A friend of my wife, visiting us in Barcelona, accidentally asked me “Where should I buy the famous cheese with rosmarinus?”—In fact, she did not literally said “famous,” but I got her speaking that way. We’d been living in Barcelona for almost two years already and it was a bit offensive that I had never heard about “cheese with rosmarinus.”

I went to the Boqueria Mercat and bought some for the guest of Barcelona.


We live near El Putxet, where rosmarinus is growing up in the natural wild thickets. The last time I had a promenade there, I eventually understood I should give a try to producing this “cheese with rosmarinus” at home. Don’t ask; I love crazy ideas and I tend to accomplish any coming to my head.

There are basically two mainstream kinds of this cheese: Cabra al Romero and Romao Cheese. The difference is the former is produced from goat milk and the latter—from cow milk. So I went to a supermarket and bought the one made from the mixed milk, sheep’s included.

Also I bought rosmarinus, estragon and dill, a pergament paper and bags with a zipper. Here I started:

Preparation: Ingredients

Honestly, this cheese was as tasty as the one the human being can buy for money, even better. So I suggest you to write this recipe down and try yourself: it’s easy and it is worth the efforts put into.


Get three sheets of the pergament paper, sprinkle it abundantly with species (more rosmarinus, less estragon, less dill.) If you have the grains of coriander, put them there as well.

Preparation: sprinkling pergament sheets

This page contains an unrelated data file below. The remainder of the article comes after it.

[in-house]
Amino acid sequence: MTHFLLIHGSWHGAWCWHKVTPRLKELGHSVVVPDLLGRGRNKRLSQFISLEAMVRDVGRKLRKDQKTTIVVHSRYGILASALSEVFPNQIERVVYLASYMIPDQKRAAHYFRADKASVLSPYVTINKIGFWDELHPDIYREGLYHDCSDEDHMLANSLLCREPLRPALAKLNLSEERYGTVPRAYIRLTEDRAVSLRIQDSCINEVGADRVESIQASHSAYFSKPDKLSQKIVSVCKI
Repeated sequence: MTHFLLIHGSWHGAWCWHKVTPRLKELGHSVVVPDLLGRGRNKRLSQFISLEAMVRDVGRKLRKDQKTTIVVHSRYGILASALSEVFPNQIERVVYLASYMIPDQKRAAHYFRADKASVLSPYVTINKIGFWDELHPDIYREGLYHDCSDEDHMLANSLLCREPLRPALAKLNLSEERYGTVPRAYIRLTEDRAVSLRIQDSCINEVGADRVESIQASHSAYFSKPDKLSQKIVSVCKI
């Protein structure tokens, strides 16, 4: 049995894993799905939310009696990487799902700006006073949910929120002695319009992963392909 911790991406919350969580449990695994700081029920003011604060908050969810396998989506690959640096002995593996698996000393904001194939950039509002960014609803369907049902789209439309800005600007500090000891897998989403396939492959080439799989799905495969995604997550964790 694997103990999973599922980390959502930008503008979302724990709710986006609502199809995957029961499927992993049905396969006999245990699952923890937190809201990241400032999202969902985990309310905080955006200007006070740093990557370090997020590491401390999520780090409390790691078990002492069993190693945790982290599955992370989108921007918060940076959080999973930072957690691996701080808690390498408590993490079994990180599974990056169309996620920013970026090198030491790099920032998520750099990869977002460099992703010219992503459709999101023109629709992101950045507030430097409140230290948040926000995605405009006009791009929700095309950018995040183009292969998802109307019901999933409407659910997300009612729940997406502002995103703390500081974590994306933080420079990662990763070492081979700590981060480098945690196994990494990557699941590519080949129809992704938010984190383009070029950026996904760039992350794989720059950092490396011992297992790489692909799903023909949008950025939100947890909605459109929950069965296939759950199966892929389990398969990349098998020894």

Place the cheese head in the middle of that spicy lawn.

Preparation: putting the cheese head

Roll the cheese head in the species. It should be covered with as thick layer of dried herbs, as possible.

Preparation: covering the cheese with species

As thick as possible, I have said!

Preparation: more covering

Wrap the cheese with pergament sheets; 7–8 sheets would be enough.

Preparation: wrapping the cheese

Put it into the bag, zip it, and put the pack into another one zipped bag.

Preparation: putting the cheese in the zipped bag

You are all done! Now place the bag to the fridge for one month. To get the cheese “more aged,” one might change the pergament papers past two weeks, they will collect the moisture out of the cheese and become wet; decreasing the humidity in the package will make the cheese tasting more cured.

After one month (6 weeks are even better,) your “famous cheese with rosmarinus” is ready. ¡Que aproveche!

Ready & sliced




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